This proposal describes a 5-year research and training program that will allow the applicant to achieve his goal of becoming an independent investigator conducting clinically relevant basic and translational research in the area of tuberculosis (TB) and mycobacterial pathogenesis. He will build on his background in basic science research, gaining knowledge and skills in microbiology, bacterial genetics and immunology. At the same time, he will undertake research focused on the role that bacterial efflux pumps play in mycobacterial virulence and antibiotic tolerance. A mentoring team based at Seattle Children's Research Institute, Seattle BioMed and the University of Washington, with broad expertise in mycobacterial pathogenesis, bacterial genetics and infectious diseases will guide the candidate's training. Research Plan: TB killed over one million people in 2012 despite decades of available, effective antibiotic regimens. Barriers to eradication of TB include that treatment requires many months of antibiotics and that incomplete treatment may promote development of drug resistant TB strains. Recent studies demonstrate that bacterial efflux pumps contribute to antibiotic tolerance and intracellular persistence of Mycobacterium tuberculosis (Mtb) and therefore to both these barriers to eradication. This project seeks to understand how Mtb and other mycobacteria employ efflux pumps to survive within host immune cells and develop antibiotic tolerance.
Aim 1 : Determine which mycobacterial efflux pumps are required for intracellular survival, virulence and macrophage induced antibiotic tolerance of mycobacteria. The candidate will screen a library of archived M. marinum mutants to identify efflux pumps are necessary for these phenomena.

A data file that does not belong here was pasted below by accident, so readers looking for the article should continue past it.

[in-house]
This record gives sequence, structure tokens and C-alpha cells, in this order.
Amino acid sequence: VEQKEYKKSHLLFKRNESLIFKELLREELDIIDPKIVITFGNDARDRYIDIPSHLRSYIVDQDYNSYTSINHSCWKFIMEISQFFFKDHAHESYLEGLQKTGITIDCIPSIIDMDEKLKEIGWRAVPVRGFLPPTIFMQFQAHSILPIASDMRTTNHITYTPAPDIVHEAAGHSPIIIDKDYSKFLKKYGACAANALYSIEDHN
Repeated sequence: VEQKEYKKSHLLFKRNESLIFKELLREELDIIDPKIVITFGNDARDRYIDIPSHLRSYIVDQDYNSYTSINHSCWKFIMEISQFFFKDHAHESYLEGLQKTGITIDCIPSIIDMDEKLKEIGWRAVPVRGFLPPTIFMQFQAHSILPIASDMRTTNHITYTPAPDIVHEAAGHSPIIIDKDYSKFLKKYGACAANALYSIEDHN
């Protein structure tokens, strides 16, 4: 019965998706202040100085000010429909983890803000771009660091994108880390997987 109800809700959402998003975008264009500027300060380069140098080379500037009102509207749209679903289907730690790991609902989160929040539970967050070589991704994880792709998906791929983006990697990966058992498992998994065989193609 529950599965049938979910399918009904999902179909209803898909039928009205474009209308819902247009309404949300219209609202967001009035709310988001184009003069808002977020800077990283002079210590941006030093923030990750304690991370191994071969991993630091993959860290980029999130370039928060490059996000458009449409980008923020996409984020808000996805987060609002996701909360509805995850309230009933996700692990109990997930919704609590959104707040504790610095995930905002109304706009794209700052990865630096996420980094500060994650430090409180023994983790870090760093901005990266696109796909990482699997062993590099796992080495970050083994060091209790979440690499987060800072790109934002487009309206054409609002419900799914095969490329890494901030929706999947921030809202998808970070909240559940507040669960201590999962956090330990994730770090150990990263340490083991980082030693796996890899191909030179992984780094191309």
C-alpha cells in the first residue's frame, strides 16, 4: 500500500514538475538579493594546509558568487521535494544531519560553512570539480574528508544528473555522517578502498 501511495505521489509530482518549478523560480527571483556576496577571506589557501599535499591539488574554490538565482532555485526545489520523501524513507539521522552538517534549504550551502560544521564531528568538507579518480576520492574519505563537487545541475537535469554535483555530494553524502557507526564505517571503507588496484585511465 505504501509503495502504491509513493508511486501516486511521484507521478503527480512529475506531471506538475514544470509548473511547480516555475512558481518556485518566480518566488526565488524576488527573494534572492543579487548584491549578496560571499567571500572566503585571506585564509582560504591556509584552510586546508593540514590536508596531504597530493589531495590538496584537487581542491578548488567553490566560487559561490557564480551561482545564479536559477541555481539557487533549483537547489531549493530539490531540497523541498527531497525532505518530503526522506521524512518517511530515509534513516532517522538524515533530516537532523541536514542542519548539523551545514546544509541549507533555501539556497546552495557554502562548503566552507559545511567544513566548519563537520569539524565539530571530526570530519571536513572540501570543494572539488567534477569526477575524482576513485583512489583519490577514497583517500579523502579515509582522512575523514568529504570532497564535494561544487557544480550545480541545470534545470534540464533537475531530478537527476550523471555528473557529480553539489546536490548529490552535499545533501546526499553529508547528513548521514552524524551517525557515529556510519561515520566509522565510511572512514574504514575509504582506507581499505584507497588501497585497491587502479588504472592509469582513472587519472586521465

Aim 2 : Determine if key transcription factors are required for the coordinated regulation of efflux pumps in mycobacteria. Based on recent work to uncover the transcriptional regulatory network of Mtb, the candidate will identify and test the role of candidate transcription factors in regulating efflux pump mediated tolerance and intracellular survival.
Aim 3 : Determine if the roles of efflux pumps and the transcriptional networks that control their expression are conserved between Mtb and nontuberculosis mycobacteria (NTM). The applicant will test whether findings in Mtb can be applied to NTM, which are problematic pathogens in certain populations. Identifying efflux pumps important in these processes will facilitate future development of efflux pump inhibitors as novel therapeutic agents for TB and other mycobacteria. The training component will help to establish the candidate as an independent investigator in TB and mycobacterial pathogenesis.
Tuberculosis kills over one million people per year, and its treatment is complicated by the need for long courses of antibiotics. This project seeks to understand how M. tuberculosis uses efflux pumps to survive within host cells and resist killing by antibiotics. This knowledge could be used for future development of novel drugs to treat tuberculosis.
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